There has been concern after a Facebook page allegedly belonging to President Uhuru Kenyatta’s daughter Ngina Kenyatta went viral, gaining almost 100,000 likes in just a few days.
The page administrator has been posting regular updates suggesting he/she is the first daughter, and many Kenyans innocently believe they’re dealing with the Ngina Kenyatta.
Though the admin has not posted anything controversial yet, the government is taking precautions and has warned the public to shun pages about the first family.
Government spokesman Muthui Kariuki yesterday said that any Facebook page about the first family created after the elections is fake.
I would also advise that you ignore pages purporting to be those of member’s of the first family and created after the election. We will advise if any new pages are created.
That statement by Muthui cast doubt on the authenticity of first lady Margaret Kenyatta’s Facebook page, as it was created 3 days after the elections. The page has been widely accepted as NOT fake, but Uhuru Kenyatta, through his Facebook page, has not acknowledged it the way he acknowledged Statehouse official page.
Yesterday, we had an article that looked into Ngina Kenyatta’s page in particular, and the conclusion was that it was indeed a fake. This was after the admin posted a random internet photo of a beautiful bedroom, to suggest it was Statehouse bedroom.
Read: Who is Leaking First Daughter Ngina Kenyatta’s Photos?
Another fake Facebook page is targeting another member of the first family, Jaba Kenyatta. The first son has had some of his private photos posted on the page, with the admin using first person pronouns, hoodwinking the public that he/she is indeed the first son.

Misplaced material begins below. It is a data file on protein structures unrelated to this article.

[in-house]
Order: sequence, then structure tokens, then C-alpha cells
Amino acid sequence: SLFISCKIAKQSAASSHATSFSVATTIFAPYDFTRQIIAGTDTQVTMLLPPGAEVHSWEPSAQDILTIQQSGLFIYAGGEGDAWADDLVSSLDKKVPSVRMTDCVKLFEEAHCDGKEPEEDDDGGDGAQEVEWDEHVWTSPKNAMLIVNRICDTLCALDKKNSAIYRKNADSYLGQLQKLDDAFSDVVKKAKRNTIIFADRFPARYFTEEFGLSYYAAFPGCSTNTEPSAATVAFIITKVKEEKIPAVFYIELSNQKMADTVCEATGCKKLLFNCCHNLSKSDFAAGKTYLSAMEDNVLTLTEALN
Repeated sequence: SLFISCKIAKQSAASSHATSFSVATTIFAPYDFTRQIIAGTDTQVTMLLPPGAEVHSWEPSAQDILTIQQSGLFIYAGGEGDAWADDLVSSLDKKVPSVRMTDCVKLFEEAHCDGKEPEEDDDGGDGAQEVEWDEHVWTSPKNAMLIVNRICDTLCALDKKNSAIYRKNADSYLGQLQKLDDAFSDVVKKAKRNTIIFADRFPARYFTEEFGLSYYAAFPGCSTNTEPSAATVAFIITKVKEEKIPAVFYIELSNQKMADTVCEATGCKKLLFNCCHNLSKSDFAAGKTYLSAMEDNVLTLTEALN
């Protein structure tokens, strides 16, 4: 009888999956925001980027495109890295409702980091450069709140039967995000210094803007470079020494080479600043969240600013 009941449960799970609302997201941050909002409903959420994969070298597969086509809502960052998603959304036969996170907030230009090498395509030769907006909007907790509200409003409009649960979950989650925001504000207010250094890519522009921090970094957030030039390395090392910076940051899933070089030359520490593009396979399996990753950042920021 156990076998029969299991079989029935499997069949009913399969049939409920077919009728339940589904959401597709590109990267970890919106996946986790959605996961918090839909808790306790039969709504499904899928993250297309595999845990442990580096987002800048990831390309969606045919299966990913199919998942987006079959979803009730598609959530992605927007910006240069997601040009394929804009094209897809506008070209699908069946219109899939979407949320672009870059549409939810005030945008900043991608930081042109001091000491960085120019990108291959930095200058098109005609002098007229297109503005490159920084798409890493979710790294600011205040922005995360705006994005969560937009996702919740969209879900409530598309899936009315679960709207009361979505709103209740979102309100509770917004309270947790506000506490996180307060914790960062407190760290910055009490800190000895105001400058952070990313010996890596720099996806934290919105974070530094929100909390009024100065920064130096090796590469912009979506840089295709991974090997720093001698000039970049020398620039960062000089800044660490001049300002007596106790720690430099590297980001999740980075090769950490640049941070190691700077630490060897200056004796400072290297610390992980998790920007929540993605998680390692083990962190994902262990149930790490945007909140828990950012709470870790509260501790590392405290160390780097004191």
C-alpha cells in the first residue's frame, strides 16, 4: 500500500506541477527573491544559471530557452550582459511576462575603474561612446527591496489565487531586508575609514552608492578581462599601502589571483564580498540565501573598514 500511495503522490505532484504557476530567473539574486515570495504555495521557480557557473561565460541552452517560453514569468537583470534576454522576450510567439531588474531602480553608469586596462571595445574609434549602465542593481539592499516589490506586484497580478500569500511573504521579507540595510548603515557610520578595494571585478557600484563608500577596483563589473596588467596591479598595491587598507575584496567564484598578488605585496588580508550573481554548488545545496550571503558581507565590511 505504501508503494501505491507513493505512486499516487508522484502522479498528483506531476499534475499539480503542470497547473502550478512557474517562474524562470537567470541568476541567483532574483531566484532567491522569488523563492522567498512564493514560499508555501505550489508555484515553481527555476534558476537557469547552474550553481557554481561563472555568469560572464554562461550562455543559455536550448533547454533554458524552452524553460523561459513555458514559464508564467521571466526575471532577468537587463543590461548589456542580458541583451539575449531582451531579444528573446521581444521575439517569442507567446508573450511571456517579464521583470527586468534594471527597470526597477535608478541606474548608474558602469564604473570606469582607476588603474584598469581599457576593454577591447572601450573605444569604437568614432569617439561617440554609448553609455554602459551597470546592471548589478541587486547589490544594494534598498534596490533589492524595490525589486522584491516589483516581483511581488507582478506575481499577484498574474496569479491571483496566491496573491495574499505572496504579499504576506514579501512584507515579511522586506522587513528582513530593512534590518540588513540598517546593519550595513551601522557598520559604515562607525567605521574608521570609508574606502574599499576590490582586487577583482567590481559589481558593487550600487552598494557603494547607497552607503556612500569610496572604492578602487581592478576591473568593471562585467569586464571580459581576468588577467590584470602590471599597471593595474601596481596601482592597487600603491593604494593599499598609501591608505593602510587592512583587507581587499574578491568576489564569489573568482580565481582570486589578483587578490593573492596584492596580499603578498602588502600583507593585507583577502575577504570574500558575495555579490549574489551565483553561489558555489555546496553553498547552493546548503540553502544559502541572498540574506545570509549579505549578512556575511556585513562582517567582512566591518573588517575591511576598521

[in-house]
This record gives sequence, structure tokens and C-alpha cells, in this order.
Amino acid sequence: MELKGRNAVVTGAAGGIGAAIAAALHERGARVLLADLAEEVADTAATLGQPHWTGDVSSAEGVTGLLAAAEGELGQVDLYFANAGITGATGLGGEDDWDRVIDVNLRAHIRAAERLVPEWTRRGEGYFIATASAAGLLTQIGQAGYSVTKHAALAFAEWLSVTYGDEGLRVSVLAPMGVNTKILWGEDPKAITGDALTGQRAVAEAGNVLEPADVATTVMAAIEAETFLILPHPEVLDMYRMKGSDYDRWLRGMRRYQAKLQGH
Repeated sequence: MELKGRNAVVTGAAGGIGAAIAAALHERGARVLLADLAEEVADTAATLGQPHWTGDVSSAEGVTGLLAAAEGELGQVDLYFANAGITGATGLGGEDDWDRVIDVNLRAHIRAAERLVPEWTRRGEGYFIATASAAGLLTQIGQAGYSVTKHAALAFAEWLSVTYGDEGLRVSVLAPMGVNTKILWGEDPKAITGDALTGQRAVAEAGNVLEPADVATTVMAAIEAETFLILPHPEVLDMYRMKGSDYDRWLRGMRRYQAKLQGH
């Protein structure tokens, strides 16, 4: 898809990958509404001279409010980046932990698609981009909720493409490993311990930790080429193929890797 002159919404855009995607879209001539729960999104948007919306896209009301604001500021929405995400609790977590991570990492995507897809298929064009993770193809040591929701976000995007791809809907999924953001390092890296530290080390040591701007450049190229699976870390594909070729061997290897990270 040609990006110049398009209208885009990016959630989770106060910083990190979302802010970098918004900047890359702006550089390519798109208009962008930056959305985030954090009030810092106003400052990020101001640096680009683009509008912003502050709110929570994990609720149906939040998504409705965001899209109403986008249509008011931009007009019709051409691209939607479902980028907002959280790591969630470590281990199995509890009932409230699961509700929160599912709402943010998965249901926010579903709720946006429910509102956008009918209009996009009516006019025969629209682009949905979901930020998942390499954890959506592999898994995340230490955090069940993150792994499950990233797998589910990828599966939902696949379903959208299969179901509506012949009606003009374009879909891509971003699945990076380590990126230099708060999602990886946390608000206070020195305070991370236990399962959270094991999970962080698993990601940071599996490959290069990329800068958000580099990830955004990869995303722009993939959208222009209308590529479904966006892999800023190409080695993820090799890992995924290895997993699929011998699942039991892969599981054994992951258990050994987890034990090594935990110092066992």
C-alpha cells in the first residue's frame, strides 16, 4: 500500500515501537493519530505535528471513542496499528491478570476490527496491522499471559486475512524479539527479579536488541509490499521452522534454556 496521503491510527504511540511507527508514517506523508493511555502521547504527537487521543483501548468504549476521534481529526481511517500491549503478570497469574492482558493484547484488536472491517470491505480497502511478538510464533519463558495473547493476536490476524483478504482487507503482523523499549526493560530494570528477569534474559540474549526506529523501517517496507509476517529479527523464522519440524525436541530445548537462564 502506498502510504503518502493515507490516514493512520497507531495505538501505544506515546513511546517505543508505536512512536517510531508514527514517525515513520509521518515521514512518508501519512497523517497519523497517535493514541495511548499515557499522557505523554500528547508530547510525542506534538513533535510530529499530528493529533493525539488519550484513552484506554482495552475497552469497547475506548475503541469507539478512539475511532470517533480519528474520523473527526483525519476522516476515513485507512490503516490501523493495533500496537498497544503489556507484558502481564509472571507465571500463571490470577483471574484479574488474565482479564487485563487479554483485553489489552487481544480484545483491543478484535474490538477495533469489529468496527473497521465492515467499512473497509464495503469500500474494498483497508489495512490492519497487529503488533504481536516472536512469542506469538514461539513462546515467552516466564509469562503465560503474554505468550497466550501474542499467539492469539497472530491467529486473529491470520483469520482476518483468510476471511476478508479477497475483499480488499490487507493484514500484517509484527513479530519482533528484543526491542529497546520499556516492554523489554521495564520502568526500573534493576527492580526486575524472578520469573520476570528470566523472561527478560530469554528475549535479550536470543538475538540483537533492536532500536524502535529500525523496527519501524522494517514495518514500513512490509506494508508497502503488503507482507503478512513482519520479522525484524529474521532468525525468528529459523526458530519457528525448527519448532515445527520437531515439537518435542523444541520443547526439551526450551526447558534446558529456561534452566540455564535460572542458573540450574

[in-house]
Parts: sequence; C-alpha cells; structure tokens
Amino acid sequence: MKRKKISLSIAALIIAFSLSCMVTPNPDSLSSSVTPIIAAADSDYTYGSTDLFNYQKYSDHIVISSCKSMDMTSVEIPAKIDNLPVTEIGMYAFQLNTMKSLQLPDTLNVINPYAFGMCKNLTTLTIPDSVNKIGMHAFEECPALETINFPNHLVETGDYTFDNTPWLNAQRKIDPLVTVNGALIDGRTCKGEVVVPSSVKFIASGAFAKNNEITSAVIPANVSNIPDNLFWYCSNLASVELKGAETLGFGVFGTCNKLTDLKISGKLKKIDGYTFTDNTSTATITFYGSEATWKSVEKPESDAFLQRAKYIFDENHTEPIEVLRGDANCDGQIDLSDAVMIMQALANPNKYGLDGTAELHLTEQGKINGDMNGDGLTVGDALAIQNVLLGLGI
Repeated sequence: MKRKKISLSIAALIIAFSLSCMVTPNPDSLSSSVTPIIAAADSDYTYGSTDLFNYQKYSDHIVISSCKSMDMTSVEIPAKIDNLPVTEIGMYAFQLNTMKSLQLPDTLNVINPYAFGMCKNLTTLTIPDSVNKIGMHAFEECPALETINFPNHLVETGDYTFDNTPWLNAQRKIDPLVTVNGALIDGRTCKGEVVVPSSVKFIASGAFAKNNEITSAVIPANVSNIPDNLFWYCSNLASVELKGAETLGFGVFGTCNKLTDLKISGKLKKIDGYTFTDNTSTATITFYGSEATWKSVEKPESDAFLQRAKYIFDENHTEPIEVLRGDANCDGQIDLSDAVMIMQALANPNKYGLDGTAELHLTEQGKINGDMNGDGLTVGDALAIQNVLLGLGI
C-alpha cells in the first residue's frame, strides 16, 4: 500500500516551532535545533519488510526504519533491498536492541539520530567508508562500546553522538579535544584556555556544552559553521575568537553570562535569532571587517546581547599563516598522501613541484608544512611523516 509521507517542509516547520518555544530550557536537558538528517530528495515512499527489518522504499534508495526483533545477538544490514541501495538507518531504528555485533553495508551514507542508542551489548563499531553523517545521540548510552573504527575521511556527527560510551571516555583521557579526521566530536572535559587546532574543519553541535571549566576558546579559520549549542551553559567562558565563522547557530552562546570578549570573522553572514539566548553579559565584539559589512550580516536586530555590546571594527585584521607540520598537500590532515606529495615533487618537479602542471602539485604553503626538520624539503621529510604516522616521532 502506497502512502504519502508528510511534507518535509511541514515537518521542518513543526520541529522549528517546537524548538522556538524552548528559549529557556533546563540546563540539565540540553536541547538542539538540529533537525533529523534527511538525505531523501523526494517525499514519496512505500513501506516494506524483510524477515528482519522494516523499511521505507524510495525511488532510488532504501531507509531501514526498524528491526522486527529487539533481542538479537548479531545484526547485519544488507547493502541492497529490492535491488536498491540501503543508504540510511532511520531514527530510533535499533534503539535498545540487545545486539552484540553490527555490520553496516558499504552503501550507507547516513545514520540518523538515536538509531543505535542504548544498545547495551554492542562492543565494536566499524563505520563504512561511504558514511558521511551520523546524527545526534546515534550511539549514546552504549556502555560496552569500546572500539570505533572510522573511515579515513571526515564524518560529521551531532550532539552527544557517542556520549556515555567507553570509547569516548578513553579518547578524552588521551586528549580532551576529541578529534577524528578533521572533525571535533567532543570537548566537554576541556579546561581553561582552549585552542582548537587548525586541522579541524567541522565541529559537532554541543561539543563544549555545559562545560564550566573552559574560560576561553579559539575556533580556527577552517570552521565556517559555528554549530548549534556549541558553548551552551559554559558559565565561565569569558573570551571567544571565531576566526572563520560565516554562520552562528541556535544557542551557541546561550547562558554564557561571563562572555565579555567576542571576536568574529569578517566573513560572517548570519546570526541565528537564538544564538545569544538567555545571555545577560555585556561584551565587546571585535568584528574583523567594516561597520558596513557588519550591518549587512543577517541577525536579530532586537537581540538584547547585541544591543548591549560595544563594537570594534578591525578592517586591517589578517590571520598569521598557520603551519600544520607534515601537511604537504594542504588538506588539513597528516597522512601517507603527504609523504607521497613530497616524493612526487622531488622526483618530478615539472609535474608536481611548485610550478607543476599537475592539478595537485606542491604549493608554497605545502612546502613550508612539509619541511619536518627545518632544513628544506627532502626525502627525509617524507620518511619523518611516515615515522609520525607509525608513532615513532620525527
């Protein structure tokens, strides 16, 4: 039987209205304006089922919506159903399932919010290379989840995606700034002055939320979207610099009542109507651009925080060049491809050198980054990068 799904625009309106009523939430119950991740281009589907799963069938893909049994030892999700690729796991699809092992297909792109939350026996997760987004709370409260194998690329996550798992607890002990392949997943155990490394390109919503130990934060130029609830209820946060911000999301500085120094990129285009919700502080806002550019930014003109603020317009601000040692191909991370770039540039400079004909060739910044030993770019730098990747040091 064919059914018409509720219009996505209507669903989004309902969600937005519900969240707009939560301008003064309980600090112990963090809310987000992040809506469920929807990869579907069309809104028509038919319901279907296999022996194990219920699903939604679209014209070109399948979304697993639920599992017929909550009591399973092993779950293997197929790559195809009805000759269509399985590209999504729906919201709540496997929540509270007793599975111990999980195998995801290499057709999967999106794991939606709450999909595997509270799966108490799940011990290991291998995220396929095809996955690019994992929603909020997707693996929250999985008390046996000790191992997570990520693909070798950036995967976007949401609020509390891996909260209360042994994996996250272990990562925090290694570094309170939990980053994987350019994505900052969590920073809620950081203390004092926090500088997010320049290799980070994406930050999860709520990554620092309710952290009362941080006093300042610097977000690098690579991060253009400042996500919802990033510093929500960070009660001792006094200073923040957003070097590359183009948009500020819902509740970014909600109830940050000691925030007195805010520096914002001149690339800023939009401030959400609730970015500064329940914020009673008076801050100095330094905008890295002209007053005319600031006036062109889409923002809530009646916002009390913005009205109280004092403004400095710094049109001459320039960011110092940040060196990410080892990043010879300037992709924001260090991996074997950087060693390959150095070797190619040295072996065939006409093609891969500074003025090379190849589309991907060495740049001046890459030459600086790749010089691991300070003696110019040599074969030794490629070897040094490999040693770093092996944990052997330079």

Some other celebrities in the country who have been victims of impersonation on social media include: Caroline Mutoko, Janet Mbugua and Julie Gichuru.
Corporates are now also feeling the pinch, with several of them having fake pages. The government spokesman particularly warned of the page K24 Peace, which is conning Kenyans by offering non-existent jobs. In a Facebook post yesterday, Muthui Kariuki wrote,
Facebook currently has hundreds of pages and accounts impersonating all manner of people. I would like to caution Kenyans that they do not their personal details with any organization purporting to offer jobs unless they can provide a fixed address, land-line number and proper registration details. One such page ‘K24 Peace’ has been using the Presidential Standard and tweeked covers copied from the statehouse page. I ask Kenyans to be careful.
The government has very little capability in tracking down Facebook page admins, and this has particularly come out clearly following the continued operation of dozen of pages spreading nothing but hate.
Though the Ministry of Information promised to track down IP addresses, it is general knowledge that Facebook take user privacy very seriously and it would take a lot for them to diverge such information to anyone.
It will however have to be seen steps the new government and especially the president will take to crack down social media impersonation, now that his family has been affected.
The government can for instance work closely with the US government in ensuring Facebook takes down fake and hate pages in a timely manner.